According to Culin, the word ganjifa may have been created by blending the local  ganj ("treasure") with the Chinese expression  chi pai ("paper cards"); in fact, these cards almost certainly have an Oriental ancestor. But the development into the newborn Ganjifa pattern brought more remarkable changes than any other type of cards ever did: the number of suits was considerably increased, their signs were changed, and even the traditional rectangular shape was rounded off, making these the only circular cards known in the world among regional patterns. Actually, also rectangular Ganjifa packs are known to exist, dating back to the 19th century or earlier, especially in parts of the country where a Western cultural contamination (Portuguese, Dutch) was likely, as in the south; but between the two shapes, by tradition, the round one is more consolidated.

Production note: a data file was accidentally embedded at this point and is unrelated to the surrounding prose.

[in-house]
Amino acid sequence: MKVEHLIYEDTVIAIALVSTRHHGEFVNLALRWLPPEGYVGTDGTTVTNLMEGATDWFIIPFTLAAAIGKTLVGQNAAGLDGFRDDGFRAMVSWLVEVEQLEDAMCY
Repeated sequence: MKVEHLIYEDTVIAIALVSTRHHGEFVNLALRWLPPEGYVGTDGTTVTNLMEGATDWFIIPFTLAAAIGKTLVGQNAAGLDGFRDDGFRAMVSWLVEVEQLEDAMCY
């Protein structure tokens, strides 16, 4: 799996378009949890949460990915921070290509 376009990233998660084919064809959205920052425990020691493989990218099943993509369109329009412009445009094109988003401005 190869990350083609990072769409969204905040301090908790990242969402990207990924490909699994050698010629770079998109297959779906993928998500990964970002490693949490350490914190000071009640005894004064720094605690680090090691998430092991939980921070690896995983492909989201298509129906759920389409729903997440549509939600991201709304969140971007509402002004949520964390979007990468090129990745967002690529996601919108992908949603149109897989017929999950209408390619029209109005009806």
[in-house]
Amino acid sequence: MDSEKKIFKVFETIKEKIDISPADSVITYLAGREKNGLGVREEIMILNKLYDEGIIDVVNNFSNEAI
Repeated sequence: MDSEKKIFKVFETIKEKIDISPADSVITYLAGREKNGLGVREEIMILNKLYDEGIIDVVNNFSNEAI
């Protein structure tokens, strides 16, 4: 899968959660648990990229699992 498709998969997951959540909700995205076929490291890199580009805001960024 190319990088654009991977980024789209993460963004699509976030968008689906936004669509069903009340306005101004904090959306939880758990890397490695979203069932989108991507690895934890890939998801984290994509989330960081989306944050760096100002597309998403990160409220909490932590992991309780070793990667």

6 of Kurma (the suit sign is a turtle) and 10 of Narasimha
(the suit sign is a chakra or decorated disc),
from a Dasavatara Ganjifa deck
Despite the many changes, the general structure of any Ganjifa deck is not really different from other kinds of pattern. The suits are always made of twelve subjects, whose backgrounds are coloured. Their values include pip cards running from 1 (or ace) to 10, and two courts: a minister (or counsellor) and a king.
The pips are small suit signs, more or less stylized, arranged in patterns of various fashion, a free choice of the artist who painted the deck, though often influenced by the regional trend.